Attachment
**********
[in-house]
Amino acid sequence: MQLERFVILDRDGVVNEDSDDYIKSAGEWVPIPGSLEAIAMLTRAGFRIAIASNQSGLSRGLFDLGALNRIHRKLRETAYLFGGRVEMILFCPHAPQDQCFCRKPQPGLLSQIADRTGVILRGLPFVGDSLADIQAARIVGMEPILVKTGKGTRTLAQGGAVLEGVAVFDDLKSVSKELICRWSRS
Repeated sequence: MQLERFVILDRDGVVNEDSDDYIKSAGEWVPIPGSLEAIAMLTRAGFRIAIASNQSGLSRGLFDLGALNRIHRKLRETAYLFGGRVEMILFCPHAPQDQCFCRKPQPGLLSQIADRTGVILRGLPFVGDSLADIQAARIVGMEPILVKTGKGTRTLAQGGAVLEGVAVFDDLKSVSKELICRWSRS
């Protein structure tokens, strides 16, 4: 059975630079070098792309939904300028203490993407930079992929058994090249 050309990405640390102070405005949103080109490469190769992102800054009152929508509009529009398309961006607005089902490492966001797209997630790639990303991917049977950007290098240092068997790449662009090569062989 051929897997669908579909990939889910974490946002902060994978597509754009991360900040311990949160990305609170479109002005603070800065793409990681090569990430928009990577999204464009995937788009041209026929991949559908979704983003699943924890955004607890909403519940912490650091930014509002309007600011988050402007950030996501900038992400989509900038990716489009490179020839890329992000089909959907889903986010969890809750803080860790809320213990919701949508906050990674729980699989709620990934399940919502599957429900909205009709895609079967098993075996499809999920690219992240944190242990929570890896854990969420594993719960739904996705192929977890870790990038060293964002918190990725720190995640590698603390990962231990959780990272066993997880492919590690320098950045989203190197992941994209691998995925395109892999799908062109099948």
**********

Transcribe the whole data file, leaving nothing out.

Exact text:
[in-house]
Amino acid sequence: MQLERFVILDRDGVVNEDSDDYIKSAGEWVPIPGSLEAIAMLTRAGFRIAIASNQSGLSRGLFDLGALNRIHRKLRETAYLFGGRVEMILFCPHAPQDQCFCRKPQPGLLSQIADRTGVILRGLPFVGDSLADIQAARIVGMEPILVKTGKGTRTLAQGGAVLEGVAVFDDLKSVSKELICRWSRS
Repeated sequence: MQLERFVILDRDGVVNEDSDDYIKSAGEWVPIPGSLEAIAMLTRAGFRIAIASNQSGLSRGLFDLGALNRIHRKLRETAYLFGGRVEMILFCPHAPQDQCFCRKPQPGLLSQIADRTGVILRGLPFVGDSLADIQAARIVGMEPILVKTGKGTRTLAQGGAVLEGVAVFDDLKSVSKELICRWSRS
């Protein structure tokens, strides 16, 4: 059975630079070098792309939904300028203490993407930079992929058994090249 050309990405640390102070405005949103080109490469190769992102800054009152929508509009529009398309961006607005089902490492966001797209997630790639990303991917049977950007290098240092068997790449662009090569062989 051929897997669908579909990939889910974490946002902060994978597509754009991360900040311990949160990305609170479109002005603070800065793409990681090569990430928009990577999204464009995937788009041209026929991949559908979704983003699943924890955004607890909403519940912490650091930014509002309007600011988050402007950030996501900038992400989509900038990716489009490179020839890329992000089909959907889903986010969890809750803080860790809320213990919701949508906050990674729980699989709620990934399940919502599957429900909205009709895609079967098993075996499809999920690219992240944190242990929570890896854990969420594993719960739904996705192929977890870790990038060293964002918190990725720190995640590698603390990962231990959780990272066993997880492919590690320098950045989203190197992941994209691998995925395109892999799908062109099948």